Choose The Right Saw Blade
The saw blade can make or break your cutting. A proper one produces clean cuts and doesn't lead to chipping, for example.
As we have mentioned above, many saw designs can be employed for cutting laminate. Each of them comes with a unique blade. The exceptions are circular and miter saws, which use round cutting discs.
Buy carbide-tipped blades with fine teeth (around 60 teeth per inch).
When using them for laminate, it is recommended to invest in carbide-tipped blades to reduce wear and tear on the blade.
Miter Saws And Circular Saws
Use blades whose number of teeth ranges from 80 to 100. These blades can create finer and smoother cuts on laminate.
It is crucial to ensure the blade is compatible with the saw when dealing with laminate.
For example, a set of blades that works great for other jigsaws won't help you at all if it features a larger or smaller arbor hole on the saw you currently have.
Sometimes it is possible to interchange the blades of circular and miter saws. But this is not always guaranteed.
Make sure the blade you intend to use on another saw is designed for it too. Check the size, whether it fits securely, and if everything is safe to operate. Otherwise, it won't fit or even break in use, sending dangerous pieces of sharp metals all over your workplace.
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This aspect is a concern only with circular and miter saws, where you have to use round discs to cut laminate. The disc has to be in the right size to fit the saw.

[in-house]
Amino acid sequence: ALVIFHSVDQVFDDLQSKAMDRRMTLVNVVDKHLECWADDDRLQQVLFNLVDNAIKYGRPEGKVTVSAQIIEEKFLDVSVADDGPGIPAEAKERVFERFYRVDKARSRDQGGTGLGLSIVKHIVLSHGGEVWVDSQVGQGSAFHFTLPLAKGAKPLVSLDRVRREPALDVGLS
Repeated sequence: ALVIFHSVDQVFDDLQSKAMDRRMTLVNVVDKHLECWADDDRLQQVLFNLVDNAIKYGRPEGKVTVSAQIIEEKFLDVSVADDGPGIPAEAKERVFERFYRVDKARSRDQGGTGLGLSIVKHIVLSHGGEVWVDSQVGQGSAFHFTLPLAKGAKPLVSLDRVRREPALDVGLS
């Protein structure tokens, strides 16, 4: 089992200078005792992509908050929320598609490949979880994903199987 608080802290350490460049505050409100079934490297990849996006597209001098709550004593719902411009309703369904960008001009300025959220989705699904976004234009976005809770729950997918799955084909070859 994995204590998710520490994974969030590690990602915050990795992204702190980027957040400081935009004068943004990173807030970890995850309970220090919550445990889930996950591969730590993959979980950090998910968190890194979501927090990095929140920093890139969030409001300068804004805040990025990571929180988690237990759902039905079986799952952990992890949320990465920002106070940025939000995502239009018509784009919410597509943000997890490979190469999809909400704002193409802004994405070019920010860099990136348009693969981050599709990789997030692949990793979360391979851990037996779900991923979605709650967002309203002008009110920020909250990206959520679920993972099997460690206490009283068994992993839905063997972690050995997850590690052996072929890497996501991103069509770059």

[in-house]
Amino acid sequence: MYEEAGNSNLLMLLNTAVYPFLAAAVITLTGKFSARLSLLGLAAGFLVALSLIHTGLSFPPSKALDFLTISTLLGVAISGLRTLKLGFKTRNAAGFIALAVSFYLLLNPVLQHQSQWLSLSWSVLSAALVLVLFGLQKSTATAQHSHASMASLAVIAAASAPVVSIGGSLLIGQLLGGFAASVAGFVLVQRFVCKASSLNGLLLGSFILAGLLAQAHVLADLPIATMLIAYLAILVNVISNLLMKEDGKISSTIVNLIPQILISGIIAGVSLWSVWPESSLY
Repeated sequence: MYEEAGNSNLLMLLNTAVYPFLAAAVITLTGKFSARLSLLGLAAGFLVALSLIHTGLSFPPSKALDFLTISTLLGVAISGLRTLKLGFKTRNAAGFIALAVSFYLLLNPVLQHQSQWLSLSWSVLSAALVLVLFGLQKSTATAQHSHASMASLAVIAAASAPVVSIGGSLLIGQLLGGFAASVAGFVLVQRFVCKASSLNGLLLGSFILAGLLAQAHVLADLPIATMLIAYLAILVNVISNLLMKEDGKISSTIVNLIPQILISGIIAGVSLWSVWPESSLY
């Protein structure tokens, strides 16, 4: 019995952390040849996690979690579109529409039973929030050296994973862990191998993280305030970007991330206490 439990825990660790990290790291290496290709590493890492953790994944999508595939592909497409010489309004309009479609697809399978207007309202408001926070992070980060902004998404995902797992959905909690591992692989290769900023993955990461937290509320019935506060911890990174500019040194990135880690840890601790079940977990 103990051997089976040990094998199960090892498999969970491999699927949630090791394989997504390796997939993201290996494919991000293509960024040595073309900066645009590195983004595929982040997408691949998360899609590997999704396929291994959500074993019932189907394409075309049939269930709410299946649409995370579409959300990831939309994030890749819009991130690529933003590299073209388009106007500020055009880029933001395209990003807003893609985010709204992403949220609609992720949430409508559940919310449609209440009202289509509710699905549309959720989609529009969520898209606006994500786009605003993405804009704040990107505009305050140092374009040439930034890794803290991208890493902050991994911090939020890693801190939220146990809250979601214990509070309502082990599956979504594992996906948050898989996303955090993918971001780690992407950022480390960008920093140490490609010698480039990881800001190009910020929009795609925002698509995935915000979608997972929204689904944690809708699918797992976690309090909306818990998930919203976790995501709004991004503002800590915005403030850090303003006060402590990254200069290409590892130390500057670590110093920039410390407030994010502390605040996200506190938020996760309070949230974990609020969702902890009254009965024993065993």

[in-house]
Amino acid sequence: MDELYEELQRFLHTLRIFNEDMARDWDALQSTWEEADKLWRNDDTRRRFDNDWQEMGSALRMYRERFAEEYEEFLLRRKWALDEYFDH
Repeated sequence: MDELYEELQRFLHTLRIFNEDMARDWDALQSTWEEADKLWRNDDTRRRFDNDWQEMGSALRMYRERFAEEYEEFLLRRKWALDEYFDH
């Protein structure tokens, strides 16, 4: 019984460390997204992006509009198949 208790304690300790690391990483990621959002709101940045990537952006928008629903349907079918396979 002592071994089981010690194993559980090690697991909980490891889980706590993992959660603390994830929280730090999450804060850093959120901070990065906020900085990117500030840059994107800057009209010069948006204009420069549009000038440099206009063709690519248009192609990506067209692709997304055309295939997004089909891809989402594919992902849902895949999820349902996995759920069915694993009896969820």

Most miter saws use 10 or 12-inches blades, while this range for circular models is from 6.5 to 12 inches. Some models can accommodate smaller or bigger blades to make more accurate or longer cuts.
The kerf is another important consideration of a saw blade. Use only think kerfs when your work involves laminates. This way, you can have accurate and clean cuts with less effort.
Wider kerfs may pull at the laminate's sides when cutting and create large chips.
Number Of Teeth
Some diamond-tipped blades are designed with fiber cement and laminate in mind. They typically have a lower number of teeth.
This design reduces the amount of dust created during the cutting. It doesn't sacrifice much power either, making it a great choice for things like ripping laminate flooring.
On the other hand, miter and circular saw blades used for laminate often have from 80 to 100 teeth. The goal is a higher degree of cutting precision.
Remember that while a high number of teeth makes it easier to make clean cuts, the motor of your saw will be put under greater strain. The more teeth the blade has, the more friction it produces while rotating.
Miter and circular saws support their blades with an assembly called the arbor. It features a spindle or shaft that protrudes through the center of the blade. And thus, that hold is also known as the arbor hole.